Is it Possible?
Many mistakenly believe that the right to enter into a domestic partnership is only available to same-sex couples. Heterosexual couples may also enter into partnerships on a limited basis. The requirements for filing a partnership are written in FC 297. Since 2005 partnerships, for the most part, must be dissolved in the same manner as a marriage.
A domestic partnership shall be established in California when both persons file a Declaration of Domestic Partnership with the Secretary of State pursuant to this division, and, at the time of filing, all of the following requirements are met: (1) Neither person is married to someone else or is a member of another domestic partnership with someone else that has not been terminated, dissolved, or adjudged a nullity. (2) The two persons are not related by blood in a way that would prevent them from being married to each other in this state. (3) Both persons are at least 18 years of age, except as provided in Section 297.1. (4) Either of the following: (A) Both persons are members of the same sex. (B) One or both of the persons meet the eligibility criteria under Title II of the Social Security Act as defined in Section 402(a) of Title 42 of the United States Code for old-age insurance benefits or Title XVI of the Social Security Act as defined in Section 1381 of Title 42 of the United States Code for aged individuals. Notwithstanding any other provision of this section, persons of opposite sexes may not constitute a domestic partnership unless one or both of the persons are over 62 years of age. (5) Both persons are capable of consenting to the domestic partnership.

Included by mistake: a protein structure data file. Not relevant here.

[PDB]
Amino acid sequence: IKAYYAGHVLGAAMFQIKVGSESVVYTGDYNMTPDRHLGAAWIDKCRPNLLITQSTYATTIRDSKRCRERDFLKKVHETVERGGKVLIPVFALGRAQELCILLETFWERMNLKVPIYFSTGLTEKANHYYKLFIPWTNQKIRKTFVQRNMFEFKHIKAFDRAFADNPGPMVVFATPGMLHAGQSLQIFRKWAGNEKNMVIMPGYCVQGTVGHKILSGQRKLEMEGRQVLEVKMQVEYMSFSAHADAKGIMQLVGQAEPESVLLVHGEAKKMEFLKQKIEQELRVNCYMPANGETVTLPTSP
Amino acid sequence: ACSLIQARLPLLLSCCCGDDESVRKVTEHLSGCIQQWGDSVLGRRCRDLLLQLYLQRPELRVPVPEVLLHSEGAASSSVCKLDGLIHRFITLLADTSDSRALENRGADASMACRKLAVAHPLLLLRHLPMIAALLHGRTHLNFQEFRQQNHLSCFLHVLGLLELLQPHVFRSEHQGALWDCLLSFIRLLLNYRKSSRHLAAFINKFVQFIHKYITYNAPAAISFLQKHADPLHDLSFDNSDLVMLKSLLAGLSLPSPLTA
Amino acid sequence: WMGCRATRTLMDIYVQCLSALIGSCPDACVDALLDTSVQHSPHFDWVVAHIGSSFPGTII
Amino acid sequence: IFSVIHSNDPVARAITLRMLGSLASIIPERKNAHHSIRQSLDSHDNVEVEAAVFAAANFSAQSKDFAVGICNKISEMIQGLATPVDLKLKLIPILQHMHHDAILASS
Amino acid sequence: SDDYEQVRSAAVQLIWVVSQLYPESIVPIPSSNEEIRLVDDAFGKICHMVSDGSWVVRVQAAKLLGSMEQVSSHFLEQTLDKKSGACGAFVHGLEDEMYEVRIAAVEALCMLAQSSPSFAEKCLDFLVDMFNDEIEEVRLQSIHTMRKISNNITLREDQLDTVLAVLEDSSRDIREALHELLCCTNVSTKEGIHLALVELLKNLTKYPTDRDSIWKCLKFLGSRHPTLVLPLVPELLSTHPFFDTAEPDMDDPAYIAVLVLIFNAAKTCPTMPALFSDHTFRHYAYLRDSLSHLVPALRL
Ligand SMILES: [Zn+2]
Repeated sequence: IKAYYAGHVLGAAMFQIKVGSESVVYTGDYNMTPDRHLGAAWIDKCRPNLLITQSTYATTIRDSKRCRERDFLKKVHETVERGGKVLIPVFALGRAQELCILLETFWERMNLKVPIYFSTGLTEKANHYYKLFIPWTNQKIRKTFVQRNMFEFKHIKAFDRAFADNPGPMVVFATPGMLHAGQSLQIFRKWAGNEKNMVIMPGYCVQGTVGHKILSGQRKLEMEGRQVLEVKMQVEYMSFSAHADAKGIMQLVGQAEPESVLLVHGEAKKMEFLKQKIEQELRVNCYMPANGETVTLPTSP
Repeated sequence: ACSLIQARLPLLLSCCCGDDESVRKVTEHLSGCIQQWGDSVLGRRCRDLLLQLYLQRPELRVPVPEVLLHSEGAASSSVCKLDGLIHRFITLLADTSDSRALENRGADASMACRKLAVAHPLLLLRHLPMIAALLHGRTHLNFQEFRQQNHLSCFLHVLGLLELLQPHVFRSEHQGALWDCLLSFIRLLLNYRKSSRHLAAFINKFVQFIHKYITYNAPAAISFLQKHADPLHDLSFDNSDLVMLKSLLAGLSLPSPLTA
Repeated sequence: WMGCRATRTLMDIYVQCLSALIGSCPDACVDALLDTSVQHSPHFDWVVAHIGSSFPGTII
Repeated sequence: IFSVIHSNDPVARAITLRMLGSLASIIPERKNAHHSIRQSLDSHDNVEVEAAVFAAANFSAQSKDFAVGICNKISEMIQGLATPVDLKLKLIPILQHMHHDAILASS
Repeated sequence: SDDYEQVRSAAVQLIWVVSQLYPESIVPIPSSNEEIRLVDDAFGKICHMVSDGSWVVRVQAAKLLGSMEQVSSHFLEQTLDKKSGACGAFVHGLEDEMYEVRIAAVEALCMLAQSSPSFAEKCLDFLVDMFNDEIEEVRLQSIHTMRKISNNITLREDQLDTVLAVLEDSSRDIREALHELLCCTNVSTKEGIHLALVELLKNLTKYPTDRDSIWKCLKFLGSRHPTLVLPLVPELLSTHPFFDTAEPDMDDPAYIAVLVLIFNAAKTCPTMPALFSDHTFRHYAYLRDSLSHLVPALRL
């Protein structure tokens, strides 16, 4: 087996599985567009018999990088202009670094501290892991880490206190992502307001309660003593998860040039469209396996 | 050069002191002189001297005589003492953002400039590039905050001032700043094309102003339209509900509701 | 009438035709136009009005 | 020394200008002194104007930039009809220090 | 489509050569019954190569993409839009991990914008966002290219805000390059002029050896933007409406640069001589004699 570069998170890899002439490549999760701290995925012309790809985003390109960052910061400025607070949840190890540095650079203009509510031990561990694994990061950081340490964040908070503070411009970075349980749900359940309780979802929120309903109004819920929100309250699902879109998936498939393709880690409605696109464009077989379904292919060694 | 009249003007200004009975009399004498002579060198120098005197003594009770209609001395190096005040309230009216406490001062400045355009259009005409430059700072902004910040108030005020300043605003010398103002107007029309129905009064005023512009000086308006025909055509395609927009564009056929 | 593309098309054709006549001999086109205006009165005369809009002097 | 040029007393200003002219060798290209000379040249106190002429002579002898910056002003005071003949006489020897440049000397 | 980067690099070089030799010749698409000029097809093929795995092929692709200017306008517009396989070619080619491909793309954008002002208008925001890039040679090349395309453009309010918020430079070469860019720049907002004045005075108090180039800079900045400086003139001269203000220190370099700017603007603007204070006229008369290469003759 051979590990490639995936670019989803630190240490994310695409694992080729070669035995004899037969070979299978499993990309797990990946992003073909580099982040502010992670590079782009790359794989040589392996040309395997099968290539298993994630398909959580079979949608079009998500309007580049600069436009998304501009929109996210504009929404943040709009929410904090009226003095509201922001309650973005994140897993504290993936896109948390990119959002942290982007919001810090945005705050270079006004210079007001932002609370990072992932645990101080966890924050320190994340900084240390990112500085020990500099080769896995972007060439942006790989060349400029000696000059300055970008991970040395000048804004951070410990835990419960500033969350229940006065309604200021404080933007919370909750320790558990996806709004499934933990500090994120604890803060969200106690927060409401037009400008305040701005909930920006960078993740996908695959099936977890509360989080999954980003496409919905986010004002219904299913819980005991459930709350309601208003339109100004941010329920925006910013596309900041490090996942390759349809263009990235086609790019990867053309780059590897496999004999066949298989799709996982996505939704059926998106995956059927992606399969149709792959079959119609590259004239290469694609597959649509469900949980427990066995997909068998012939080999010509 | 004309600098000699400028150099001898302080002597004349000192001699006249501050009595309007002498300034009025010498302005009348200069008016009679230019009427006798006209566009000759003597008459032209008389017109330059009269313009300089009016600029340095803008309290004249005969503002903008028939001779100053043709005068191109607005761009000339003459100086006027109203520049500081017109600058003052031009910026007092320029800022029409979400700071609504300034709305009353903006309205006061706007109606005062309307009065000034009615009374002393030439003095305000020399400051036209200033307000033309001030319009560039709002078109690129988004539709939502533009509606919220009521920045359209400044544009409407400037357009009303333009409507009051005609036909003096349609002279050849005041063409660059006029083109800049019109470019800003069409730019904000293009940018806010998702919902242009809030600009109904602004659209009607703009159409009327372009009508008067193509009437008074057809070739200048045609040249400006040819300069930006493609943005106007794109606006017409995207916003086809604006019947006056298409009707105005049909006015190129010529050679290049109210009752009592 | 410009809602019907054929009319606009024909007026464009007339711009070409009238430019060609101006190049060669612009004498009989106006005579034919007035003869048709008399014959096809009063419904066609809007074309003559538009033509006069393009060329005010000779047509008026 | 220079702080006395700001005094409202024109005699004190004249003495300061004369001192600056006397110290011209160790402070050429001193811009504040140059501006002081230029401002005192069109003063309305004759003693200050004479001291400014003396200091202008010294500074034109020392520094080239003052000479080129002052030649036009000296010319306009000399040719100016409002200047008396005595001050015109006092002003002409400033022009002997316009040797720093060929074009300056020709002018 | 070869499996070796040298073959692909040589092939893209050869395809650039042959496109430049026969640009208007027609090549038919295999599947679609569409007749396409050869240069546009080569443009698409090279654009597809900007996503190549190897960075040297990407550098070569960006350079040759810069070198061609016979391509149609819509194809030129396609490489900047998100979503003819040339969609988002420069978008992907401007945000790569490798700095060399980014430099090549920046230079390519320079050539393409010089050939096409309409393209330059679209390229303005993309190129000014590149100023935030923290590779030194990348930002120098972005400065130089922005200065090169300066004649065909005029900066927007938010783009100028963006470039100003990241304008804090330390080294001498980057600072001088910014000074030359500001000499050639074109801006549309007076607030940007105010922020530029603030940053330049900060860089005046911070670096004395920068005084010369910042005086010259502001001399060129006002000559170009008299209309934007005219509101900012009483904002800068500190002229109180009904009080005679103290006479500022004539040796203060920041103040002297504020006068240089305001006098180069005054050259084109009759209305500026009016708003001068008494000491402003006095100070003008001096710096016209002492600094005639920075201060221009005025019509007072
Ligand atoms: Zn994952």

California recognizes the creation of community property during a domestic partnership (federal law does not - and this creates a minefield when it comes to tax filing and division of assets governed by federal law such as pensions or savings plans). Partners may have an interest in negotiating a pre-partnership agreement. The dissolution of a registered domestic partnership terminates the registered domestic partnership. Each partner is returned to the status of un-partnered person or a single person. The former partners then will no longer have the rights, protections and benefits or obligations and responsibilities under the law as registered domestic partners. The process of termination will usually also divide all the community property and community obligations of the partners. Once the termination is effective, it may not be undone except in limited circumstances by order of the Superior Court.
With some exceptions, property acquired by a married or partnered person during the marriage or partnership before separation while domiciled in the State of California is presumed community property. Exceptions include property owned before the marriage, property that is acquired by gift, bequest, devise or descent, and rents, issues and profits of any of these.